Washington Redskins General Manager Bruce Allen says although the NFL lockout has made for a very different offseason, the team’s draft plans haven’t been impacted in any way.
Allen and the Redskins will enter the NFL draft – which takes place April 28-30 – with more needs than usual because lack of a new collective bargaining agreement (CBA) has kept teams from filling out their rosters with free agents. Normally the free agency period would have gotten underway March 4, and then most squads would have turned to the draft to meet needs they weren’t able to address in free agency.
The Redskins addressed one need by signing free safety O.J. Atogwe just before the 2010 league year ended on March 3. But they haven’t been able to attempt to re-sign offense starters Santana Moss, a receiver, and Jammal Brown, a right tackle, or cornerback Carlos Rogers. And they still need a quarterback, nose tackle and pass-rushing help.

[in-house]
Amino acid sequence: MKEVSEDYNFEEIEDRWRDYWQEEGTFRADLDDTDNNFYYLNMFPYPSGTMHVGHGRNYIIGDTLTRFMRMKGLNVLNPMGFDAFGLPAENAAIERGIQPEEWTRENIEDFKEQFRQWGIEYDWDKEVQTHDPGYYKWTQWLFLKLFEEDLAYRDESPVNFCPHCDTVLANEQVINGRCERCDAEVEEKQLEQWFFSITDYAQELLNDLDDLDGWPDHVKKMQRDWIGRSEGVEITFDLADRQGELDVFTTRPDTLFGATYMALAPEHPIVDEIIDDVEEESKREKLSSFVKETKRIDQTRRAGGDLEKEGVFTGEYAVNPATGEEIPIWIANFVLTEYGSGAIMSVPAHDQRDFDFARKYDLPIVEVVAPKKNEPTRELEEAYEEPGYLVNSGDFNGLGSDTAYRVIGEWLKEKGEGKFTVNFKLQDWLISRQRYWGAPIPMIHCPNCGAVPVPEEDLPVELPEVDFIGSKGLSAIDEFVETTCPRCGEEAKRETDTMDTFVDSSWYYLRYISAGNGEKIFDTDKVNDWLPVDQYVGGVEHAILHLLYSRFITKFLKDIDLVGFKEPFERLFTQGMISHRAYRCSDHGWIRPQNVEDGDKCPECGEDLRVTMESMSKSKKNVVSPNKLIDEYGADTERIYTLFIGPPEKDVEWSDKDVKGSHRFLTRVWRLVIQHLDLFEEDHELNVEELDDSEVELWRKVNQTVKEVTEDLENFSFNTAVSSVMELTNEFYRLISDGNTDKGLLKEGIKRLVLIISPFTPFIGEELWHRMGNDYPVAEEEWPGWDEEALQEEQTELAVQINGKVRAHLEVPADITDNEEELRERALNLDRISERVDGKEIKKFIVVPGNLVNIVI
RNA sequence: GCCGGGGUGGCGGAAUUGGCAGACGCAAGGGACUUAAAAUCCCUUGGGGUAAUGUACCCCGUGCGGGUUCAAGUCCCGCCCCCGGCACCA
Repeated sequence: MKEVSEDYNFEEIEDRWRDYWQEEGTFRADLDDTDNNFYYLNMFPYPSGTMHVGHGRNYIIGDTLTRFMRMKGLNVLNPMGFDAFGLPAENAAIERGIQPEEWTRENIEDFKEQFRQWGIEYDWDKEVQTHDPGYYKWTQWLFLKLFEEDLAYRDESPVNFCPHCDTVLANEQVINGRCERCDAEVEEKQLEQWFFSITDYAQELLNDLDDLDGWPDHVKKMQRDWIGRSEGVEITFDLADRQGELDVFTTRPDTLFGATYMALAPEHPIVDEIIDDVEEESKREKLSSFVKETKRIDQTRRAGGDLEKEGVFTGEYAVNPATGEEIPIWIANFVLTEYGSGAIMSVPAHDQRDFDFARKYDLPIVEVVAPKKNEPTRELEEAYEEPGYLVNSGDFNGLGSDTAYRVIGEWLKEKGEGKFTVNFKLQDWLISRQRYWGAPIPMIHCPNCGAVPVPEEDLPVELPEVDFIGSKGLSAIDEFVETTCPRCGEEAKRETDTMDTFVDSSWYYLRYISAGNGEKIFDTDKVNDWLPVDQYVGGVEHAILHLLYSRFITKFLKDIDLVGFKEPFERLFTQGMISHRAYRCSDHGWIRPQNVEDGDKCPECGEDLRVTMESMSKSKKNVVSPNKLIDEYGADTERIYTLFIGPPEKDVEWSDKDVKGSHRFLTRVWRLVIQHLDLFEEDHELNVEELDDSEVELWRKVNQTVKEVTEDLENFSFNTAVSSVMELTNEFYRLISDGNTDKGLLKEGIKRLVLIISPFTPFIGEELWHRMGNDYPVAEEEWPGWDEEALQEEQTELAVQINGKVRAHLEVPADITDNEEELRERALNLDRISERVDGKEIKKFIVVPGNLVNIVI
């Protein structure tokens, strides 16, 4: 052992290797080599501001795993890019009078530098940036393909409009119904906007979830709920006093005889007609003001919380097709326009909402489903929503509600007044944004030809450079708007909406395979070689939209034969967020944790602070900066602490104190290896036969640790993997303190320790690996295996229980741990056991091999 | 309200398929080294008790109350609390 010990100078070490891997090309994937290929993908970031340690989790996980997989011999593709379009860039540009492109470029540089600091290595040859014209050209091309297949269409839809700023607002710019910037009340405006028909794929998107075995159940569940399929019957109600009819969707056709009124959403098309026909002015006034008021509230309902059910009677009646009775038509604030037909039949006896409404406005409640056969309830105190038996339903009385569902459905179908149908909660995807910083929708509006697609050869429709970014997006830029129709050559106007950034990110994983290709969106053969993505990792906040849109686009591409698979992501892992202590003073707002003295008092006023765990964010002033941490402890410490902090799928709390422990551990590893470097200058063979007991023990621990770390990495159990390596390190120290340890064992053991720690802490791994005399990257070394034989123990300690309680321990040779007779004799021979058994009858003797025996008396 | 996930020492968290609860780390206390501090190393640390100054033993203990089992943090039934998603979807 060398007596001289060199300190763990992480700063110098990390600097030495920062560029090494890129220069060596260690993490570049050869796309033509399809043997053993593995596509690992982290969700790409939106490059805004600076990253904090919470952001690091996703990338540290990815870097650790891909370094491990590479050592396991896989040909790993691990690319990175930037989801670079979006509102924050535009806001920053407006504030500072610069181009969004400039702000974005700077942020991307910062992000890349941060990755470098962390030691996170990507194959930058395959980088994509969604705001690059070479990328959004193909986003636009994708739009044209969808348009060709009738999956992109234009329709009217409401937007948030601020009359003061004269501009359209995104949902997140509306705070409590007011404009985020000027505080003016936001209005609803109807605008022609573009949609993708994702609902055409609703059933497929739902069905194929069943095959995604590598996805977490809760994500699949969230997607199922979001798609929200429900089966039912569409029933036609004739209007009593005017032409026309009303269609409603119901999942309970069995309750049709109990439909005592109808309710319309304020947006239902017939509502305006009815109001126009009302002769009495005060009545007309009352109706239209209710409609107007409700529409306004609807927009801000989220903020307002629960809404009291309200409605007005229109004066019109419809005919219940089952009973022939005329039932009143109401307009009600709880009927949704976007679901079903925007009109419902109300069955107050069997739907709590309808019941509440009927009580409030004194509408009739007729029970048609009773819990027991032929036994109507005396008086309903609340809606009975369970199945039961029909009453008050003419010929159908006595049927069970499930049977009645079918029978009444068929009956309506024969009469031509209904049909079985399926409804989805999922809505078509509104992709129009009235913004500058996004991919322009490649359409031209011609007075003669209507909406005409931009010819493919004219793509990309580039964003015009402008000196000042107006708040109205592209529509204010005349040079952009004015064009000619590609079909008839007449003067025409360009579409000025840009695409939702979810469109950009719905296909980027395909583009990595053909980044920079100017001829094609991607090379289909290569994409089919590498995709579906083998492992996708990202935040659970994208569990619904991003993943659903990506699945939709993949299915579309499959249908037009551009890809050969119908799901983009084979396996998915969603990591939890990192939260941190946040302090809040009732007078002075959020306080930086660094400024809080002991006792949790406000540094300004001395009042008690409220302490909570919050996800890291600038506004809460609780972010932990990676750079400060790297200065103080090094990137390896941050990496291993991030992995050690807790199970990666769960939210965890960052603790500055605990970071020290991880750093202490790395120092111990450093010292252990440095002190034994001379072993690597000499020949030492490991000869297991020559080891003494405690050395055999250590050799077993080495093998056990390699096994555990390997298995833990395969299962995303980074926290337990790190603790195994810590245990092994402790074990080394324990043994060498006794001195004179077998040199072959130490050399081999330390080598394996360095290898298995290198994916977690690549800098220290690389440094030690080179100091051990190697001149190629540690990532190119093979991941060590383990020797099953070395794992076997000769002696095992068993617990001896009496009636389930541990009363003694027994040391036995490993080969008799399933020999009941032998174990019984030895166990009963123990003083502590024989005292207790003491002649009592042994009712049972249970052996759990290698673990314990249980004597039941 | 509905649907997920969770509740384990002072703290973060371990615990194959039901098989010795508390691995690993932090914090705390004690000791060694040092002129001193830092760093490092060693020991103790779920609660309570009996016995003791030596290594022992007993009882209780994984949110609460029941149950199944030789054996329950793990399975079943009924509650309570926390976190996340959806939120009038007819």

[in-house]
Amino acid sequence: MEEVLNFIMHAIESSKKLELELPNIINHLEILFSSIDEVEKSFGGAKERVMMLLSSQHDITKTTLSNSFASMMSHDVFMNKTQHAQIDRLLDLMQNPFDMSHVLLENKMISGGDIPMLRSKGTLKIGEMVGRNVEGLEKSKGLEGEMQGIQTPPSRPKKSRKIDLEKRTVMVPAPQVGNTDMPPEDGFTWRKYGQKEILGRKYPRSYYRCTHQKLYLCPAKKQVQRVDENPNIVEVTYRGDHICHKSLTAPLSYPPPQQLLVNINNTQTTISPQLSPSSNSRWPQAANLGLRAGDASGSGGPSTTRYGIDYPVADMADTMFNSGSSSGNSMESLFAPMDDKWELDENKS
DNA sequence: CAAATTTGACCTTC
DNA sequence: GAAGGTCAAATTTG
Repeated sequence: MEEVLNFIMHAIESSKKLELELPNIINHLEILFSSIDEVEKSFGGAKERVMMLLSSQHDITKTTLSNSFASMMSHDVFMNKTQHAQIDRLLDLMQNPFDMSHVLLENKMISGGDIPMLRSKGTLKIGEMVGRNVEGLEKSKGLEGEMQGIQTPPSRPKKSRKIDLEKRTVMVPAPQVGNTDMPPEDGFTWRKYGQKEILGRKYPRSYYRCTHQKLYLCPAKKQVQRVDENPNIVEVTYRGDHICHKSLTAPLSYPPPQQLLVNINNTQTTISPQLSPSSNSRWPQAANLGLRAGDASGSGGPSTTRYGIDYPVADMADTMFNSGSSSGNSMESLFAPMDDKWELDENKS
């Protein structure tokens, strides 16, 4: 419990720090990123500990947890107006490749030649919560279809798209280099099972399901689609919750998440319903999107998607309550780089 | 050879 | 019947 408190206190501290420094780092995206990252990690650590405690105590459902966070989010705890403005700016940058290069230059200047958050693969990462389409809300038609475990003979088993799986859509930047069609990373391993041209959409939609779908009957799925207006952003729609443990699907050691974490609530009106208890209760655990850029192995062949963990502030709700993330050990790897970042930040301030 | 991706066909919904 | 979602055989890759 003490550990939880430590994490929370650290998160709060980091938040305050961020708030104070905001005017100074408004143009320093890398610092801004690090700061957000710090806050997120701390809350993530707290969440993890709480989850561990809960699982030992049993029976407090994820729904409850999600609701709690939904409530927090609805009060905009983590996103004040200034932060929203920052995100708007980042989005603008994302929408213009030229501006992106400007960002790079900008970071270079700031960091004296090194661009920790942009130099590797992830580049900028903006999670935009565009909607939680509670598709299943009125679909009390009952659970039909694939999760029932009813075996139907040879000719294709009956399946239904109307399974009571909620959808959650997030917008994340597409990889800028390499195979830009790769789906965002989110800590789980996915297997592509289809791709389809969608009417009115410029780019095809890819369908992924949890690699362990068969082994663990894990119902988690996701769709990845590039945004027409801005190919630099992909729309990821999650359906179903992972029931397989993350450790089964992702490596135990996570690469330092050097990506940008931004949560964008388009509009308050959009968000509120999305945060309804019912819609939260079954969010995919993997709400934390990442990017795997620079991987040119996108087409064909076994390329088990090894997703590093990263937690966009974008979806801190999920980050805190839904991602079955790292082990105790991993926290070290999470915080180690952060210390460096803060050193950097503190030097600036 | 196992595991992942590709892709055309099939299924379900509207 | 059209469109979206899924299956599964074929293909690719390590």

The Redskins have the 10th overall pick in the draft and the 41st overall pick (which is in the second round), but lack third- and fourth-round picks. They have two fifth-round picks, a sixth and three seventh-round picks, but the chances of landing an immediate starter in rounds five through seven aren’t great.
Some draft analysts have surmised that the lack of a free agency shopping period will cause teams to “over-reach” or draft players at need positions significantly higher than they are rated.
But Allen said the Redskins are approaching the draft as they would in any other year.
“I think the draft process is pretty standard. [The lockout] really hasn’t changed the way we evaluate the players,” Allen said while taking a break between leading children on a Redskins-sponsored Easter egg hunt at Deanwood Community Center on Saturday. “We miss seeing the players in our building. That’s different, and you miss that camaraderie, but the preparation doesn’t change.
“A lot of people, in previous years, go by the draft board, and go by the rating. Don’t try to over-reach on a player. Obviously, if you thought someone was going to go, you might have to take him a half-a-round higher than you would have projected. We’re going to follow our draft board. And I think that’s the safest way to do it. If it’s a position we feel we have a need, then that works out even better for us.”